As we said above, Scott Gessler defeated the incumbent Buescher for Secretary of State largely because he was a Republican running for an office that voters don’t understand or particularly care about. But we still can’t let him off the hook for his own mistakes. For whatever the reason, Buescher didn’t seem to realize that he was in trouble until sometime mid-summer, at which point he scrambled to raise money from donors he should have been soliciting months earlier. For all of the disadvantages Buescher had entering November, he also failed to take advantage of a few things that were really in his favor.
For one thing, Gessler probably ran the most fiscally stupid campaign in recent memory, spending almost 9 out of every 10 dollars he raised and leaving him nothing for TV time. Buescher also had an American Constitution Party candidate on the ballot with him, which might have made the difference for somebody like Cary Kennedy. But because Buescher sat on his hands for so long, he couldn’t take advantage of either opportunity. Buescher should have had no problem raising enough money to have a solid TV buy in October, but he didn’t. Without raising his name ID or getting out his own message, Buescher was helpless to stop, or even slow, the onslaught of anti-Democrat votes that rolled him out of office.
Sometimes a candidate will lose a big race but do well enough that he or she is considered a rising star. Frazier? Not so much. He got bullied out of the Republican Senate primary to run in CD-7, where he proceeded to get the absolute crap kicked out of him by Rep. Ed Perlmutter. Frazier is a good fundraiser and is decent at delivering a prepared speech, but his campaign was amateurish at best and he otherwise proved to be immature, vacuous and just plain silly in unscripted moments. In one debate, he repeatedly demanded that Perlmutter tell him the page number of something in the health care bill; when your big attack is that your opponent can’t recall page numbers, you’re running a student council campaign.
It’s not losing the race that hurts Frazier, but the fact that he couldn’t even be competitive in a Republican year. Frazier lost by 11 points to Perlmutter and received about 13,000 fewer votes than 2008 GOP candidate John Lerew, a guy whose own yard signs said “John Who?” We never seriously thought Frazier could beat Perlmutter — after all, Frazier barely won re-election to his Aurora city council seat in 2009 — so it’s not his fault that some local and national pundits placed unrealistic expectations on him. Frazier is already talking about running for Mayor of Aurora, but whatever he does next as a candidate, it’s going to take a long time for him to wash the stink off of his 2010 performance.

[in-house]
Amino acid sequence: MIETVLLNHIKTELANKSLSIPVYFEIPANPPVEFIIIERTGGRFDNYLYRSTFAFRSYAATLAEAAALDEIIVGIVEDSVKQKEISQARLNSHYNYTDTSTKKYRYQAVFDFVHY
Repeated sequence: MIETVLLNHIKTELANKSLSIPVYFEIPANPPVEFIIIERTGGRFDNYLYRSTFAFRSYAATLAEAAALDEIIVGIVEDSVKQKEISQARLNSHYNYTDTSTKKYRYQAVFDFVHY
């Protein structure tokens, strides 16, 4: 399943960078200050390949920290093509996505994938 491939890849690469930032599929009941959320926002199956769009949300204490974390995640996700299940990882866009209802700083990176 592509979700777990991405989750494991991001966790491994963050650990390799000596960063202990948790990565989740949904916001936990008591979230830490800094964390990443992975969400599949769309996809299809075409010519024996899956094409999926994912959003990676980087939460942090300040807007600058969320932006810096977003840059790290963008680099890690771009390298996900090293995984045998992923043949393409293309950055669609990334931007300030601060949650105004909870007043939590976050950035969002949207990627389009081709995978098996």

You can sum up just how terrible of a candidate McInnis was with just 5 little words: He lost to Dan Maes. It’s safe to say that we’ve heard the last of Scott McInnis as a potential candidate for anything other than dogcatcher. McInnis was broadly understood to be intemperate and politically clueless, and for whatever reason he was never very well-liked by Republicans in Colorado — Republicans who were all too happy to vote “Not McInnis” in the GOP Primary. His failure to immediately end his campaign after his plagiarism scandal was exposed effectively brought the governor’s race to an end, with or without him.
Colorado’s new Speaker of the House is both a Winner and Loser in our book. We absolutely give him credit for spearheading the GOP drive to retake the Colorado House despite a slate of scandal-plagued and Tea Party extremist candidates. But we don’t envy the job ahead of him now.
McNulty’s problems are two-fold: He has to show that Republicans can actually do something with their new majority while at the same time preventing various members from wandering off into Crazyville, either through legislation, public comments or interviews with the media. We have no idea how McNulty is going to keep control of a wild and crazy GOP caucus that could resurrect the 1980s “House Crazy” moniker to describe them. Think we’re exaggerating? Wait until Rep. Libby Szabo gives a floor speech on Obama’s similarity to the anti-Christ, followed by Rep. Kathleen Conti calling on the Colorado Bureau of Investigation to immediately eradicate the numerous terrorist training camps that are everywhere in Colorado. Two years from now, there’s a very good chance that Republicans will have done virtually nothing legislatively (in large part because of Colorado’s budget problems) while also getting their names in the paper for one goofy statement after another.
If McNulty can really lead this bunch, then Republicans will be in a strong position to expand their majority in 2012. That’s not a bet we would take.